Many of us spent our summer tending to our crops. Whether our gardens are on a large plot of farmland or a small garden oasis in the heart of a bustling city, it’s time to start packing in those planters and using or preserving your bounty.
All gardeners know that the yield from their garden can vary every season. Sure, it may be exciting to wake up one morning and see that all of your tomatoes are ripe and ready to be eaten, or sad to see that your zucchinis are starting to go bad because you’re leaving them outside for too long. Just as it is important to know how plant and to tend to your garden to produce the best possible harvest, it is also important to know how to use and store your surplus growth.
Different vegetables require different conditions for proper storage. Temperature and humidity play the biggest role in determining the shelf-life and taste of your harvest. Freezing vegetables can also extend their life, so don’t feel obligated to eat all 40 green peppers you’ve picked in one sitting.
Fruits, especially berries, freeze very well after being picked. You can thaw them and use them in recipes, cereals, or eat them raw. Throw frozen fruit directly into a blender with some milk and juice to make a delicious, fresh smoothie!
Freezing works well for preserving vegetables too, however only freeze ingredients that require cooking before eating. Cucumbers, lettuce, and celery should not be frozen.
Blanching your vegetables before freezing them will prevent the natural enzymes from breaking down vitamin C. Below are simple instructions for blanching and freezing vegetables. Note: Fruit does not need to be blanched before freezing and storing.
1. Carefully pick your produce slightly early, just before the vegetables are fully ripe.
2. Wash them thoroughly, removing inedible parts and bruises.
3. Cut your veggies to desired storage size and shape.
4. Set aside a large bowl of ice water.
5. Boil or steam the vegetables for sufficient time to blanch (Every 30 seconds or so, remove a piece, cool in ice water, and taste. Most veggies take 2-5 minutes.)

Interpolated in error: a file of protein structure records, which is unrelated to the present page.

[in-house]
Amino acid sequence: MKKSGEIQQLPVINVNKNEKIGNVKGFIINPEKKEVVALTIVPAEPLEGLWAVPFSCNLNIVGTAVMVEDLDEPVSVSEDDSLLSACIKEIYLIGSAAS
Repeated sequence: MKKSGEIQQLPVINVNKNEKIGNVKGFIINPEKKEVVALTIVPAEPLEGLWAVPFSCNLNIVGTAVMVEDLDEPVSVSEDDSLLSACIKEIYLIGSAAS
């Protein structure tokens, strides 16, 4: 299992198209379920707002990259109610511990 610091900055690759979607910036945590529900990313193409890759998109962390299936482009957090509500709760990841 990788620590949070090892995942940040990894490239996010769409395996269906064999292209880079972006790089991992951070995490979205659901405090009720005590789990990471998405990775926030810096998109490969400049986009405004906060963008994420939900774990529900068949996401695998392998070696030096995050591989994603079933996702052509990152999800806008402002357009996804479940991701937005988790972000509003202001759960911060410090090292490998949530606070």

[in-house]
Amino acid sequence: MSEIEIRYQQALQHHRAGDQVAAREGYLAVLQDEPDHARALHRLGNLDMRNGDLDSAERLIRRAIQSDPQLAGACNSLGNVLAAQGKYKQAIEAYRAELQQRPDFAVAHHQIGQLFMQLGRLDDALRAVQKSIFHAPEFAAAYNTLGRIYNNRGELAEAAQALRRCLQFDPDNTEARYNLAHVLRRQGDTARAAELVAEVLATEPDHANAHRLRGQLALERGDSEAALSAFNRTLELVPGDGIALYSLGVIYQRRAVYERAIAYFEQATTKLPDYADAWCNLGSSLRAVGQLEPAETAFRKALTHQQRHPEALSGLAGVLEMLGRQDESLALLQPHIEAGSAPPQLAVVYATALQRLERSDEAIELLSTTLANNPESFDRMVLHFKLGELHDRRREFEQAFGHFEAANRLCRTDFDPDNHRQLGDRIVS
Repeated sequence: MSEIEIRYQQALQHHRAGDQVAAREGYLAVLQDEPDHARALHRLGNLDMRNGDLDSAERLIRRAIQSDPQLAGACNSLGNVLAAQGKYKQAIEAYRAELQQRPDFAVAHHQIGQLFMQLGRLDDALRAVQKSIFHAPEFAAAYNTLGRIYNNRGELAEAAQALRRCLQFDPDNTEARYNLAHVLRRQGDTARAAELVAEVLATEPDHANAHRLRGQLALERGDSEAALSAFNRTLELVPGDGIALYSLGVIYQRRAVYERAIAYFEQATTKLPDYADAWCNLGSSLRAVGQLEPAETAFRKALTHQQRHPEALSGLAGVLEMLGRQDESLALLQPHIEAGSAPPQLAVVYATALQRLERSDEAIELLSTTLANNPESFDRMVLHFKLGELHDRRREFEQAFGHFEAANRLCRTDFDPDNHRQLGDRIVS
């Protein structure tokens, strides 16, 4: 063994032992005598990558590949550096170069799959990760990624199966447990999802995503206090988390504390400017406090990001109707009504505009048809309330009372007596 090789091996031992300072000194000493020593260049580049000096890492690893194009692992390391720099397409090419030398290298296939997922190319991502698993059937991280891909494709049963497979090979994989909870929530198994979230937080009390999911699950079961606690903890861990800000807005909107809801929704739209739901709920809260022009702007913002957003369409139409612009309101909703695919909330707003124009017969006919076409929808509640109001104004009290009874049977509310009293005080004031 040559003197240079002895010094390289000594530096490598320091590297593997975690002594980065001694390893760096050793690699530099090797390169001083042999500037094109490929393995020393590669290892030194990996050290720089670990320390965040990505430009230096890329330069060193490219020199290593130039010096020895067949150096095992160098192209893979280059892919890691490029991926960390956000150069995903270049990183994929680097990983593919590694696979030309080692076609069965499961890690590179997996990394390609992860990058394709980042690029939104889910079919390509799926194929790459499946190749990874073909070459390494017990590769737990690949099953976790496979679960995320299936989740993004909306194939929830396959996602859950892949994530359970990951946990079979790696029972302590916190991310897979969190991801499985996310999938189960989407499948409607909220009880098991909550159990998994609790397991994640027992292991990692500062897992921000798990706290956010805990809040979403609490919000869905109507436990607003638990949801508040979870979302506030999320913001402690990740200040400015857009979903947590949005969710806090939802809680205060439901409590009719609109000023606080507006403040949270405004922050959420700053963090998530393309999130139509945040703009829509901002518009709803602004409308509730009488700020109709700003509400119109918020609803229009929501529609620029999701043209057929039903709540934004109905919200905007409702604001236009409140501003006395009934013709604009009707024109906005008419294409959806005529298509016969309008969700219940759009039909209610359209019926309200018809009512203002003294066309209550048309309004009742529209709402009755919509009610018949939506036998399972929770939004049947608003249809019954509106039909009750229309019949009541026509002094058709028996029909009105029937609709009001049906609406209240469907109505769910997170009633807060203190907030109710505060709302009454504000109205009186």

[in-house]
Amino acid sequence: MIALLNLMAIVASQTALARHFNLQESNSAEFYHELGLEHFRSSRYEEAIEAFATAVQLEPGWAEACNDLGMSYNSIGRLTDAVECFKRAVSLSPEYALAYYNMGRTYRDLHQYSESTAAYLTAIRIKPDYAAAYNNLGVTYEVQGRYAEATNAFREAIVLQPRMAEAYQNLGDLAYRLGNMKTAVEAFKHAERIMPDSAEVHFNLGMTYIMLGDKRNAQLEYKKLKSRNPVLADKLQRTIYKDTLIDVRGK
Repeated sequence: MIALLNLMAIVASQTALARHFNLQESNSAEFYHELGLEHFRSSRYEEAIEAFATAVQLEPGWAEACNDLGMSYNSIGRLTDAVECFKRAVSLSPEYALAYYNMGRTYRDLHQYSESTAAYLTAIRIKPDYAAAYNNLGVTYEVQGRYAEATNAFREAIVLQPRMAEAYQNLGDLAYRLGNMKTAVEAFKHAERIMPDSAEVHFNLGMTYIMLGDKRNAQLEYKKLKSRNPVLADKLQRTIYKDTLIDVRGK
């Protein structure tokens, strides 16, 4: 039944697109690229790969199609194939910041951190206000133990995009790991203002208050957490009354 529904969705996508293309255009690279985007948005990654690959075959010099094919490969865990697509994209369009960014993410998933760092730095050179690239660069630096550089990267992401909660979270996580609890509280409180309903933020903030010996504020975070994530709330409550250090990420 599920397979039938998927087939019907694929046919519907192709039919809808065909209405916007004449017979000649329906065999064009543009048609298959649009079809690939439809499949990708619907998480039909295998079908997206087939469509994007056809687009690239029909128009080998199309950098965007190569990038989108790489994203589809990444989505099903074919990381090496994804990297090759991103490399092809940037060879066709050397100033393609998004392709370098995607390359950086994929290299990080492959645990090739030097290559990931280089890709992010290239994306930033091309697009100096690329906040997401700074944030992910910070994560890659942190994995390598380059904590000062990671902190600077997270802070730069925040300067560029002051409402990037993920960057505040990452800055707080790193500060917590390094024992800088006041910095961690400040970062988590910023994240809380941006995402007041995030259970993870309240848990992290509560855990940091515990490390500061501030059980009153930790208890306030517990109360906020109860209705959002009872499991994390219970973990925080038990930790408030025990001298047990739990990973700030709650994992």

6. Remove veggies with slotted spoon or tongs and plunge into ice water to prevent further cooking.
7. Once cooled, pat veggies dry and place them in freezer bags or the containers you’re using to freeze them, and place in freezer.
Defrost and enjoy as crudités, in recipes, or a healthy snack!
Have too many vegetables to store and need a way to use them? Make soups, stews, and stocks using your garden harvest. Aside from freezing and storing your crops, use lots of them at once by cooking them down into hearty dinners.
Garden vegetable soups are a lot of fun, easy to make, and totally customizable to what you like and what you have on hand. Vegetable broth is the perfect base for a garden vegetable soup, and can be homemade or store-bought. Below is a very easy recipe for a soup the whole family will love!
Garden Harvest Soup
4 cups vegetable broth (homemade or purchased)
1 tbsp canola oil
3 large onions, chopped
5 stalks of celery, chopped
2 tomatoes, diced
3 large carrots, chopped
2 cups fresh corn
2 tbsp fresh parsley OR 1 tsp dried parsley
1 tsp garlic powder
3 bay leaves
Fresh garlic, chopped, measured to taste
1. In a large pot, combine oil, onions, and fresh garlic over medium heat. Cook for 2 minutes, until they just start to brown.
2. Add vegetable broth, celery, carrots, bay leaves and parsley. Let the mixture cook over low-medium heat for about an hour, stirring occasionally.
3. Mix in tomatoes, corn, garlic powder, salt and pepper to taste, slowly adding water if soup becomes too thick.
4. Allow soup to simmer for another hour, or until ingredients are completely soft.
5. Remove bay leaves.
6. Serve hot, refrigerate, or freeze for several weeks.
Add noodles, potatoes, beans or meat to your soup if you like. Replace ingredients with ones you have on hand. This soup is a great way to use a lot of vegetables from your harvest and to keep you and your loved ones full, warm, and healthy.
If you are fortunate to grow a surplus of fruits and vegetables, don’t fret! After freezing, storing, and using what you can, be creative with the rest of your harvest! Give baskets of fresh veggies to your neighbors, friends, teachers, or bosses. Make a large pot of soup for the nearest homeless shelter. Bake cookies, pies, and treats for bake sales or fundraisers. If you really have too much to give away, consider setting up a table at a local farmer’s market, or speaking to restaurants in your area, perhaps selling what you have left over. Don’t just throw away food because you have too much! Someone will always be grateful for it. Happy harvesting!